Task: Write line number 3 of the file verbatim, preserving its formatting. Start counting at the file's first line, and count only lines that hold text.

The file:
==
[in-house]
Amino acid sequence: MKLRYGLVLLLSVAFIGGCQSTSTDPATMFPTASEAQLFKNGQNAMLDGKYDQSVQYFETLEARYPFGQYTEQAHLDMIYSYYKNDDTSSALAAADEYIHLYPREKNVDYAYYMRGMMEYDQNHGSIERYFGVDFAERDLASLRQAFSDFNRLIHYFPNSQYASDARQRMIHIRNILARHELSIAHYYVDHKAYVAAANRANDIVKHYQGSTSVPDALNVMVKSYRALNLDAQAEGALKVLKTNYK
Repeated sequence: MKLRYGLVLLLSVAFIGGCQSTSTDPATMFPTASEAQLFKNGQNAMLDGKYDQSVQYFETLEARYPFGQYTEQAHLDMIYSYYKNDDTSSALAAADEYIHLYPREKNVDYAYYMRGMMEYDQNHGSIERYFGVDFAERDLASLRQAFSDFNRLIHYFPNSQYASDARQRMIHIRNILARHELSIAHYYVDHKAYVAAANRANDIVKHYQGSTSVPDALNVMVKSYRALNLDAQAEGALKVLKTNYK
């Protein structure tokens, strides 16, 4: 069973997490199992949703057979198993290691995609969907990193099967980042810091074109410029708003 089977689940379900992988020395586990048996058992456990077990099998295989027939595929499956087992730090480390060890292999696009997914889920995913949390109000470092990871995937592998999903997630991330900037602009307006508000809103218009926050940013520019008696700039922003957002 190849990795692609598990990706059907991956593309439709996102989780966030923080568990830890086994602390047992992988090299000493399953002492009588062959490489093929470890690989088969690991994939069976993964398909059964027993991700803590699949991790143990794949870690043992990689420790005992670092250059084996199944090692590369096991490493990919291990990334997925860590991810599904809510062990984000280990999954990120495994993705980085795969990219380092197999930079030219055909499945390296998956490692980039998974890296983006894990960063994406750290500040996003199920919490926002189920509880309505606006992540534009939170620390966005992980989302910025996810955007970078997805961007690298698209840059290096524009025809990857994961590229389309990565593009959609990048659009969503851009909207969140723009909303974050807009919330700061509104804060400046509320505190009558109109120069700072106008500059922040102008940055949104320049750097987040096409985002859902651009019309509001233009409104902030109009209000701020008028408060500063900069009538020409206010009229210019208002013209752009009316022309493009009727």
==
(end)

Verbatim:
Repeated sequence: MKLRYGLVLLLSVAFIGGCQSTSTDPATMFPTASEAQLFKNGQNAMLDGKYDQSVQYFETLEARYPFGQYTEQAHLDMIYSYYKNDDTSSALAAADEYIHLYPREKNVDYAYYMRGMMEYDQNHGSIERYFGVDFAERDLASLRQAFSDFNRLIHYFPNSQYASDARQRMIHIRNILARHELSIAHYYVDHKAYVAAANRANDIVKHYQGSTSVPDALNVMVKSYRALNLDAQAEGALKVLKTNYK